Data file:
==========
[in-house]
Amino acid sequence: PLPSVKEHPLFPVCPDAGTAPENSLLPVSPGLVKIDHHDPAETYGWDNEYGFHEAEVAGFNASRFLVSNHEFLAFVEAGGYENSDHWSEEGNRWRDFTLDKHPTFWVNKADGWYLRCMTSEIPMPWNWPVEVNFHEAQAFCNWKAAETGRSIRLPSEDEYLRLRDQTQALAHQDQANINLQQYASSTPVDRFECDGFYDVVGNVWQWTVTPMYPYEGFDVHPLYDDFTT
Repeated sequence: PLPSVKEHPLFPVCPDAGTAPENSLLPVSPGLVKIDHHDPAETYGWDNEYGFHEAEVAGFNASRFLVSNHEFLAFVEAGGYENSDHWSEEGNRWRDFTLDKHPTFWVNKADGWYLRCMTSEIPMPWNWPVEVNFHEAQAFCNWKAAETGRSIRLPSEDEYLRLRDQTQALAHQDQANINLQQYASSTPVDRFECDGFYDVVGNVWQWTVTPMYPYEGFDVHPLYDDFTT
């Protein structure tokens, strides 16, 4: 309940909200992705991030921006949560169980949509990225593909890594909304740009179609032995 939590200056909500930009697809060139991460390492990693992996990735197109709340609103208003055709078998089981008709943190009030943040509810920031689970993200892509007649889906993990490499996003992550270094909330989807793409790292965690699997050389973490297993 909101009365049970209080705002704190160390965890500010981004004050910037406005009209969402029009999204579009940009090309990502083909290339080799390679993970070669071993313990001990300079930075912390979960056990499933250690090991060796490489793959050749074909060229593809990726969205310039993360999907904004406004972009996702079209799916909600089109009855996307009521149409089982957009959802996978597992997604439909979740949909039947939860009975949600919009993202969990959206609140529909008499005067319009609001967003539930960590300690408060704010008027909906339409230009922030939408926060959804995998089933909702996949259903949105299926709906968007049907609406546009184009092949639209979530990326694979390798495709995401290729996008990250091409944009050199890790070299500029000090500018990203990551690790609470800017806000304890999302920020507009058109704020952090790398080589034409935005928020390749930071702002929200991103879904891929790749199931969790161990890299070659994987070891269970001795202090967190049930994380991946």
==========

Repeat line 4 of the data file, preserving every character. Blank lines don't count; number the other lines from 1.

């Protein structure tokens, strides 16, 4: 309940909200992705991030921006949560169980949509990225593909890594909304740009179609032995 939590200056909500930009697809060139991460390492990693992996990735197109709340609103208003055709078998089981008709943190009030943040509810920031689970993200892509007649889906993990490499996003992550270094909330989807793409790292965690699997050389973490297993 909101009365049970209080705002704190160390965890500010981004004050910037406005009209969402029009999204579009940009090309990502083909290339080799390679993970070669071993313990001990300079930075912390979960056990499933250690090991060796490489793959050749074909060229593809990726969205310039993360999907904004406004972009996702079209799916909600089109009855996307009521149409089982957009959802996978597992997604439909979740949909039947939860009975949600919009993202969990959206609140529909008499005067319009609001967003539930960590300690408060704010008027909906339409230009922030939408926060959804995998089933909702996949259903949105299926709906968007049907609406546009184009092949639209979530990326694979390798495709995401290729996008990250091409944009050199890790070299500029000090500018990203990551690790609470800017806000304890999302920020507009058109704020952090790398080589034409935005928020390749930071702002929200991103879904891929790749199931969790161990890299070659994987070891269970001795202090967190049930994380991946």